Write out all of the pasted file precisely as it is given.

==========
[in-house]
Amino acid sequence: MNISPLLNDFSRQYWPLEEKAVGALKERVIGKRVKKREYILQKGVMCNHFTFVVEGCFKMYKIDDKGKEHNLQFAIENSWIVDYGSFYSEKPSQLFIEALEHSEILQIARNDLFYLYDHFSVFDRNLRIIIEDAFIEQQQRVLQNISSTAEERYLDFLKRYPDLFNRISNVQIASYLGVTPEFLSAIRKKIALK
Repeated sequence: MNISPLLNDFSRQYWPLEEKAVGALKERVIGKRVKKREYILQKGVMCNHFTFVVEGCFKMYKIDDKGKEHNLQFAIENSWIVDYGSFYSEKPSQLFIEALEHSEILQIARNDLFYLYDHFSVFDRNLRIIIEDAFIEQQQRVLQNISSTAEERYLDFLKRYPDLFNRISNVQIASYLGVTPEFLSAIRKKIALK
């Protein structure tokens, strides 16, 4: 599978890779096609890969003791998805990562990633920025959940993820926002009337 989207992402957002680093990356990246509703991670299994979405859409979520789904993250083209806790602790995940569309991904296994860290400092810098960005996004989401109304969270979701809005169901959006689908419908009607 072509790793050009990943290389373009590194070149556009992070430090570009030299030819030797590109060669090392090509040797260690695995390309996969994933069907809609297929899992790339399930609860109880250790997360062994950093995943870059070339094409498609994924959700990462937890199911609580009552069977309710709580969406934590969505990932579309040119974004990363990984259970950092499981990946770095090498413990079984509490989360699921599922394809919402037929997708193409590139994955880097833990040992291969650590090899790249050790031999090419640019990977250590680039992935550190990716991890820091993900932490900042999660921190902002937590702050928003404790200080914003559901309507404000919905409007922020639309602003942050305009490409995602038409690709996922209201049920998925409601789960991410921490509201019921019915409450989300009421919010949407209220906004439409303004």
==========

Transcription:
[in-house]
Amino acid sequence: MNISPLLNDFSRQYWPLEEKAVGALKERVIGKRVKKREYILQKGVMCNHFTFVVEGCFKMYKIDDKGKEHNLQFAIENSWIVDYGSFYSEKPSQLFIEALEHSEILQIARNDLFYLYDHFSVFDRNLRIIIEDAFIEQQQRVLQNISSTAEERYLDFLKRYPDLFNRISNVQIASYLGVTPEFLSAIRKKIALK
Repeated sequence: MNISPLLNDFSRQYWPLEEKAVGALKERVIGKRVKKREYILQKGVMCNHFTFVVEGCFKMYKIDDKGKEHNLQFAIENSWIVDYGSFYSEKPSQLFIEALEHSEILQIARNDLFYLYDHFSVFDRNLRIIIEDAFIEQQQRVLQNISSTAEERYLDFLKRYPDLFNRISNVQIASYLGVTPEFLSAIRKKIALK
């Protein structure tokens, strides 16, 4: 599978890779096609890969003791998805990562990633920025959940993820926002009337 989207992402957002680093990356990246509703991670299994979405859409979520789904993250083209806790602790995940569309991904296994860290400092810098960005996004989401109304969270979701809005169901959006689908419908009607 072509790793050009990943290389373009590194070149556009992070430090570009030299030819030797590109060669090392090509040797260690695995390309996969994933069907809609297929899992790339399930609860109880250790997360062994950093995943870059070339094409498609994924959700990462937890199911609580009552069977309710709580969406934590969505990932579309040119974004990363990984259970950092499981990946770095090498413990079984509490989360699921599922394809919402037929997708193409590139994955880097833990040992291969650590090899790249050790031999090419640019990977250590680039992935550190990716991890820091993900932490900042999660921190902002937590702050928003404790200080914003559901309507404000919905409007922020639309602003942050305009490409995602038409690709996922209201049920998925409601789960991410921490509201019921019915409450989300009421919010949407209220906004439409303004």